'Fatal defects' and 'bullying' claims surface in national guns-to-gangs case

2018-06-08 17:13
Rondebosch businessman Irshaad Laher hides his face as he leaves the high court. (File, Jenna Etheridge, News24)

Rondebosch businessman Irshaad Laher hides his face as he leaves the high court. (File, Jenna Etheridge, News24)

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A firearms dealer who is an accused in, what has become, a massive case involving the alleged selling of firearms to gangsters, believes the State is using lengthy delays to work around major flaws in the matter.

The firearms were meant to have been destroyed by police.

Rondebosch businessman Irshaad "Hunter" Laher and Vereeniging arms dealer Alan Raves are the accused in the case, which has been postponed numerous times and for which a trial date is yet to be set.

The two men appeared in the Western Cape High Court on Friday, where the case was postponed to June 29.

Raves wants the court to rule that there be no further postponements - which the State has asked for - in the case

'Fatal defects', 2 year 10-month postponement

"(Raves) is at a loss to comprehend how he could be arrested and brought to court, only to have his matter postponed for a period of approximately two years and ten months, in order to afford the (State) the opportunity to finalise investigations, and to try and to legally 'manoeuvre', around the fatal defects in their case," said a notice, dated Thursday, and by Raves to the State. In it, he said he planned to apply for an order to prevent further court postponements.

"The question arises at this stage as to whether (Raves) was not arrested totally prematurely… It is respectfully submitted that the (State) should be called to account for the premature arrest of (Raves)."

Former police colonel Chris Prinsloo, now serving a jail sentence for crimes including theft and racketeering, previously said he had sold at least 2 000 firearms - meant to be destroyed by police - to Laher, who then allegedly sold them to gangsters.

READ: 10 things you should know about the national gun smuggling investigation

It is believed that 1 066 murders were carried out with 888 of the guns, between 2010 and 2014.

At least 261 children were murdered or wounded, between 2010 and 2016, with the guns.

In the notice of the application for an order to try and prevent further delays, it said Raves was arrested on August 19, 2015, and that the case had been on court rolls in both a magistrate’s court and the high court.

Excluding Friday’s postponement, the case had been postponed 11 times for various reasons.

The notice said that, in November 2016, Raves had informed the court that he planned to request discovery from the State, as he wanted to access further evidentiary material to be used in the trial.

Allegedly intercepted calls

This included "alleged intercepted telephone conversations". 

On the same day that Raves informed the court of wanting to access further evidence, the State had served an amended indictment.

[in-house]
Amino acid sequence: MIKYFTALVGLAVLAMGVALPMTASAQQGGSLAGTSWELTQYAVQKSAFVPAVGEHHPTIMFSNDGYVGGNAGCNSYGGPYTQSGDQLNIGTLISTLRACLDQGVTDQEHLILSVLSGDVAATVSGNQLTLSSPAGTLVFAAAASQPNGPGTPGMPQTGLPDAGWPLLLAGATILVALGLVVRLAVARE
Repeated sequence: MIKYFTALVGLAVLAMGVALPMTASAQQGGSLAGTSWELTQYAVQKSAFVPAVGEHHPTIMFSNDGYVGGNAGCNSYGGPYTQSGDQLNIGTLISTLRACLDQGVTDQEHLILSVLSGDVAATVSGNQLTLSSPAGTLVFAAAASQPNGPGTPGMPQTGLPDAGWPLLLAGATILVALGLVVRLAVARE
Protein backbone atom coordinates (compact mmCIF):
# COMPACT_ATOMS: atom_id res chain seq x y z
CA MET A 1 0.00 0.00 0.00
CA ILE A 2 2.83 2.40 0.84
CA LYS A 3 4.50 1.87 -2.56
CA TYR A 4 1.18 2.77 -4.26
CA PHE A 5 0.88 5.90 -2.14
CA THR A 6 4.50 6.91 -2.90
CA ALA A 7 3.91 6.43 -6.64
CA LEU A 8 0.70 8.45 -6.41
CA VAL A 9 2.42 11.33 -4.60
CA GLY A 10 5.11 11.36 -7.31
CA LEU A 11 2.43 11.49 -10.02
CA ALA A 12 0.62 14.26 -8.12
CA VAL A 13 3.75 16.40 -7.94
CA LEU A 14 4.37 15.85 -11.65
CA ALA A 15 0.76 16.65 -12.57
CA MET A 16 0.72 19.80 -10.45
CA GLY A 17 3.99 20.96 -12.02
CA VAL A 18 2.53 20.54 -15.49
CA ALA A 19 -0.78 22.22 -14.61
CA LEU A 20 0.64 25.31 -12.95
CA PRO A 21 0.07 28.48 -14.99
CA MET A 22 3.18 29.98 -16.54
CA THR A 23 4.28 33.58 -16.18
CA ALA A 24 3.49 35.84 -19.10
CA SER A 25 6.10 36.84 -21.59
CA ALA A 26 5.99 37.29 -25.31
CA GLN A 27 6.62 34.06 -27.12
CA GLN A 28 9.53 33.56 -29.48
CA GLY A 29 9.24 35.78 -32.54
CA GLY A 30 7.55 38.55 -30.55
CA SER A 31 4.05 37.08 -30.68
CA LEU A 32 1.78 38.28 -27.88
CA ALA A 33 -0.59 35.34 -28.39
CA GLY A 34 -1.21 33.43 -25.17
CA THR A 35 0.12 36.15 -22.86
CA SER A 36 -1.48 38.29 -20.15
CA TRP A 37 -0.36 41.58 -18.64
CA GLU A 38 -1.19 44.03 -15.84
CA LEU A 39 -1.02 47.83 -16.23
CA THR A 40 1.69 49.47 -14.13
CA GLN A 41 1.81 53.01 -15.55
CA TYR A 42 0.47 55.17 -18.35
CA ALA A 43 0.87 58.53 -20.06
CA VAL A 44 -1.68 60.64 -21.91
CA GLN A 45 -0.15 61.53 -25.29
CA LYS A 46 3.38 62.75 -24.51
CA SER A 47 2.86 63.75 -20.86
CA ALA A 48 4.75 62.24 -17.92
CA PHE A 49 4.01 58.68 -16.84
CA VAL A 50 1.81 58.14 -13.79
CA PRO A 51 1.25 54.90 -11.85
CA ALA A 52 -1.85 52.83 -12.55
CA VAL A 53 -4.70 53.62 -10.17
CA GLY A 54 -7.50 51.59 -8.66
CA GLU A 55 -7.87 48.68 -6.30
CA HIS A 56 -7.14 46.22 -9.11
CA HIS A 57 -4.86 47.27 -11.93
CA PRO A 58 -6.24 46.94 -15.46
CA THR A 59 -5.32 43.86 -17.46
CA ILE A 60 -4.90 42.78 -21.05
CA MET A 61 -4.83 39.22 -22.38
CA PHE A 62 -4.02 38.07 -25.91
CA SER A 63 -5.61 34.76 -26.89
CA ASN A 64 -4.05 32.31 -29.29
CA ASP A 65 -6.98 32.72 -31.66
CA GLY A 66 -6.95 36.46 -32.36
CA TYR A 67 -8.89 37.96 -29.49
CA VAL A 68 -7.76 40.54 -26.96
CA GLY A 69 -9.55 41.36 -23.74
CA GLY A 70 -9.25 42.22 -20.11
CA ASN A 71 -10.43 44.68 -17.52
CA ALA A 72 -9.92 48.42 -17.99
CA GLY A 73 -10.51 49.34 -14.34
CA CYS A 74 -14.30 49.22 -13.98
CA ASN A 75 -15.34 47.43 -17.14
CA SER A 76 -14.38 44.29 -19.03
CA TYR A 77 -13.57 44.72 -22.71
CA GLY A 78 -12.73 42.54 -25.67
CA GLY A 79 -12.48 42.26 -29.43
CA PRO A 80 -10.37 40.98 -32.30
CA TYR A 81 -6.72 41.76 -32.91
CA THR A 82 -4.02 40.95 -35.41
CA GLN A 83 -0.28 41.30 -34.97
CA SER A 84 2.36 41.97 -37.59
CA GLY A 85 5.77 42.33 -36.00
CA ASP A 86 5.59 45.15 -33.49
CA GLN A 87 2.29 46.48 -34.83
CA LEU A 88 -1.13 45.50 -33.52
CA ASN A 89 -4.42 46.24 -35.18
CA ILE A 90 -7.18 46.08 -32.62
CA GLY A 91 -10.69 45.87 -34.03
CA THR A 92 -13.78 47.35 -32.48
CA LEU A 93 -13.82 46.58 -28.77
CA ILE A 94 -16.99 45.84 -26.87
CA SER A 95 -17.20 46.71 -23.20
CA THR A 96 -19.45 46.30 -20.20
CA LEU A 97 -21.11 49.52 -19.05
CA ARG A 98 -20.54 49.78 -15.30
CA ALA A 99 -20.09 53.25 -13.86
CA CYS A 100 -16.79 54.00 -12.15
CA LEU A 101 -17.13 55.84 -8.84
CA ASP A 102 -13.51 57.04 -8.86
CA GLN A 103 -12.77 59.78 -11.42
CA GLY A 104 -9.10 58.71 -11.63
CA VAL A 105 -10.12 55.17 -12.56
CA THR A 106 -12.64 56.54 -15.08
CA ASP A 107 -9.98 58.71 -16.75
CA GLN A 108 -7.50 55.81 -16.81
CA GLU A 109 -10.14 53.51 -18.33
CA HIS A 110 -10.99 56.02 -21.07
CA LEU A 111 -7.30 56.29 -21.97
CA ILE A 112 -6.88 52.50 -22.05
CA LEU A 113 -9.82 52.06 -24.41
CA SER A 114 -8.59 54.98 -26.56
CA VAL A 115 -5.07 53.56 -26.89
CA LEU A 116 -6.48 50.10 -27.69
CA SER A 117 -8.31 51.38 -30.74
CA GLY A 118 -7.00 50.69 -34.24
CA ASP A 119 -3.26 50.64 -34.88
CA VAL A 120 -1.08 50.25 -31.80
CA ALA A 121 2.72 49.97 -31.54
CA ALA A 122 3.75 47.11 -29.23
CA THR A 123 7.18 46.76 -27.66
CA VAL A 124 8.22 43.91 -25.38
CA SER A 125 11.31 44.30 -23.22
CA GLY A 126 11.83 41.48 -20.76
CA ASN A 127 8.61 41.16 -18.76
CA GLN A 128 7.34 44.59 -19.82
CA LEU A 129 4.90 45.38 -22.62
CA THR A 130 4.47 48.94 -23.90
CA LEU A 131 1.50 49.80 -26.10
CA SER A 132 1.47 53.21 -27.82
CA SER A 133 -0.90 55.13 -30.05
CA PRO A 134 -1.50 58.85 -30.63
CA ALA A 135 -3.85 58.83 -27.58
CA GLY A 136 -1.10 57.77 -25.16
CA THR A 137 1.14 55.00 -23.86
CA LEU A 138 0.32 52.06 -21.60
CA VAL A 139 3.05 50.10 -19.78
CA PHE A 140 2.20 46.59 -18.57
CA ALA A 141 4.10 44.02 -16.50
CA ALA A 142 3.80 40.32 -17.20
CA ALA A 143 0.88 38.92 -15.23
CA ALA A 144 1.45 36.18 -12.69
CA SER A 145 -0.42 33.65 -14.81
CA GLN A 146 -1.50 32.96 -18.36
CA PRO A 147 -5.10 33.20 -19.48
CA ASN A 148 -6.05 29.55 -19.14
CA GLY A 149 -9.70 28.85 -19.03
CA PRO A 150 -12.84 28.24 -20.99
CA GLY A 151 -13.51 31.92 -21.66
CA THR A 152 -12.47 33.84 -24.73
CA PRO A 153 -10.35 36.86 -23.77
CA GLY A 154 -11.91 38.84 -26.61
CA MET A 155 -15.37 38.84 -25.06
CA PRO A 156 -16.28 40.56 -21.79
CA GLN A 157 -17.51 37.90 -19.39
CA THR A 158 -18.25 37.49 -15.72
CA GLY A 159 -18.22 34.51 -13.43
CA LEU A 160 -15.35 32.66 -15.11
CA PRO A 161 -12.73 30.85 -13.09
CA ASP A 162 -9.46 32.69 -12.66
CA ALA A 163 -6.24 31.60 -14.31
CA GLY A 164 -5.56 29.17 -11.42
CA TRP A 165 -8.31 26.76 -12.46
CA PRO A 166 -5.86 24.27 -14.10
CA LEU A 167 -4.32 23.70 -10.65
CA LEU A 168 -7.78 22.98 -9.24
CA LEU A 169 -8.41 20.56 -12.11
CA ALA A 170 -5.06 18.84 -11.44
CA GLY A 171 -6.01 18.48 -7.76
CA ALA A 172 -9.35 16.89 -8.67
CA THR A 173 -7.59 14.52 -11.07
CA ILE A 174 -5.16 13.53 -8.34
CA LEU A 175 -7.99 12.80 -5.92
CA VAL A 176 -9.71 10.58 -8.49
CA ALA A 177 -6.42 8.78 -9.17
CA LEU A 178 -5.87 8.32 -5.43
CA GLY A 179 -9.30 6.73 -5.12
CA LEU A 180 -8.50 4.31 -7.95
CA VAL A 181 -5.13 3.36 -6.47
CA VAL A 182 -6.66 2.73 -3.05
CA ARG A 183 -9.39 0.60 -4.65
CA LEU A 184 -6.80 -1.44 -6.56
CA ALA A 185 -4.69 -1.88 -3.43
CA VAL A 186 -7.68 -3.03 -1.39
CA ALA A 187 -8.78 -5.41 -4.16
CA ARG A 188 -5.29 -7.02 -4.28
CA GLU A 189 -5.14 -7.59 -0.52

In an amended summary of facts, the State had alleged: "The core function of this criminal enterprise was to steal firearms and ammunition destined for destruction and provided the firearms and ammunition to criminals, including the accused, for their own benefit and for other such members of criminal gangs on the Cape Flats."

The notice by Raves said that in his request for further particulars on the amended indictment, the state conceded he was “not guilty of any criminal conduct relating to the sale of firearms to (Laher) and gangs operating on the Cape Flats in the Western Cape”.

Accused share 1 of 23 charges

According to the notice by Raves, the amended indictment in the case consisted of 23 counts, and that only one of these -  racketeering - had been levelled against both Raves and Laher, who were charged under the Prevention of Organised Crime Act (POCA).

But it was argued that having Raves stand trial alongside Laher was not fair on Raves.

"He in no way participated in any manner, nor did he have knowledge of the provision or selling of firearms stolen from the said SAPS stores to criminal gangs operating on the Cape Flats in the Western Cape," the notice said.

"The levelling of a POCA charge against (Raves) is, respectfully not warranted and is aimed at bullying (him) into participation of an extremely lengthy 'POCA' trial, in a province geographically vastly removed from his domicile in Vereeniging, with concomitant extreme prejudice, financially and otherwise."

Raves has been absent from the Western Cape High Court twice when he was meant to appear, due to the collapse of his vital internal organs, including his kidneys and lungs, but the notice said he could not be blamed for all the postponements in the case.

State was 'overeager'

"The only possible inference is that the (state) motivated by overeagerness and/or bad planning, in a hopelessly premature fashion, secured the arrest and enrollment of (Raves) in this matter, despite the vast bulk of their investigation not being completed," it said.

Raves, the notice said, was a "professional person", in that he was a firearms dealer.

It said the delays in the case had not only had a severe financial impact on him, but also a reputational and emotional impact.

During Friday's court proceedings, advocate Pete Mihalik, who is representing Laher, said his client was also "hemorrhaging" money. 

He said he had invited the State, on numerous occasions, to meet to iron out what needed to be done to get the case to proceed.

Mihalik described the case as complex.

Read more on:    cape town  |  crime

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